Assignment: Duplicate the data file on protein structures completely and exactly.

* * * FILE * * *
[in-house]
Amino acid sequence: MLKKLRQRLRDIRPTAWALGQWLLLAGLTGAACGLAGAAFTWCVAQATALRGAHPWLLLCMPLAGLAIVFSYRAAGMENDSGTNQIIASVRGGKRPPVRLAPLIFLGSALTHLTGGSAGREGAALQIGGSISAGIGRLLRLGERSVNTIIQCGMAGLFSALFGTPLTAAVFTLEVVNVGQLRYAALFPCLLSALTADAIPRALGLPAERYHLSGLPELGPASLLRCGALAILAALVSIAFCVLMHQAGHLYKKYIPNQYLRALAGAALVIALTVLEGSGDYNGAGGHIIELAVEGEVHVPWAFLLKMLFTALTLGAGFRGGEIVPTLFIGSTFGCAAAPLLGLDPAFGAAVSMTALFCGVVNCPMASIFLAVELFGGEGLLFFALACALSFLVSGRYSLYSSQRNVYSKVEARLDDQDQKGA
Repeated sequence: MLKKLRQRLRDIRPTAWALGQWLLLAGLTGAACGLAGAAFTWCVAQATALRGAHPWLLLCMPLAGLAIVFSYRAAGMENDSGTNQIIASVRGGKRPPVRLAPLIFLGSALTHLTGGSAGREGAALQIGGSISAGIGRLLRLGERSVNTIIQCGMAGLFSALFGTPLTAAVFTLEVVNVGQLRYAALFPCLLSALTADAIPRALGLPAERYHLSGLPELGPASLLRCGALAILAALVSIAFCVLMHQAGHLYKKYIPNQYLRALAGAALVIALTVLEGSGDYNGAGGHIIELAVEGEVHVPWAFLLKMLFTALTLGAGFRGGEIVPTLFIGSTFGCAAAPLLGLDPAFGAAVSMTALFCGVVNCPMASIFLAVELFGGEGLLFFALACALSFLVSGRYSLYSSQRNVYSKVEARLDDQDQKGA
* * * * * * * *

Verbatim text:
[in-house]
Amino acid sequence: MLKKLRQRLRDIRPTAWALGQWLLLAGLTGAACGLAGAAFTWCVAQATALRGAHPWLLLCMPLAGLAIVFSYRAAGMENDSGTNQIIASVRGGKRPPVRLAPLIFLGSALTHLTGGSAGREGAALQIGGSISAGIGRLLRLGERSVNTIIQCGMAGLFSALFGTPLTAAVFTLEVVNVGQLRYAALFPCLLSALTADAIPRALGLPAERYHLSGLPELGPASLLRCGALAILAALVSIAFCVLMHQAGHLYKKYIPNQYLRALAGAALVIALTVLEGSGDYNGAGGHIIELAVEGEVHVPWAFLLKMLFTALTLGAGFRGGEIVPTLFIGSTFGCAAAPLLGLDPAFGAAVSMTALFCGVVNCPMASIFLAVELFGGEGLLFFALACALSFLVSGRYSLYSSQRNVYSKVEARLDDQDQKGA
Repeated sequence: MLKKLRQRLRDIRPTAWALGQWLLLAGLTGAACGLAGAAFTWCVAQATALRGAHPWLLLCMPLAGLAIVFSYRAAGMENDSGTNQIIASVRGGKRPPVRLAPLIFLGSALTHLTGGSAGREGAALQIGGSISAGIGRLLRLGERSVNTIIQCGMAGLFSALFGTPLTAAVFTLEVVNVGQLRYAALFPCLLSALTADAIPRALGLPAERYHLSGLPELGPASLLRCGALAILAALVSIAFCVLMHQAGHLYKKYIPNQYLRALAGAALVIALTVLEGSGDYNGAGGHIIELAVEGEVHVPWAFLLKMLFTALTLGAGFRGGEIVPTLFIGSTFGCAAAPLLGLDPAFGAAVSMTALFCGVVNCPMASIFLAVELFGGEGLLFFALACALSFLVSGRYSLYSSQRNVYSKVEARLDDQDQKGA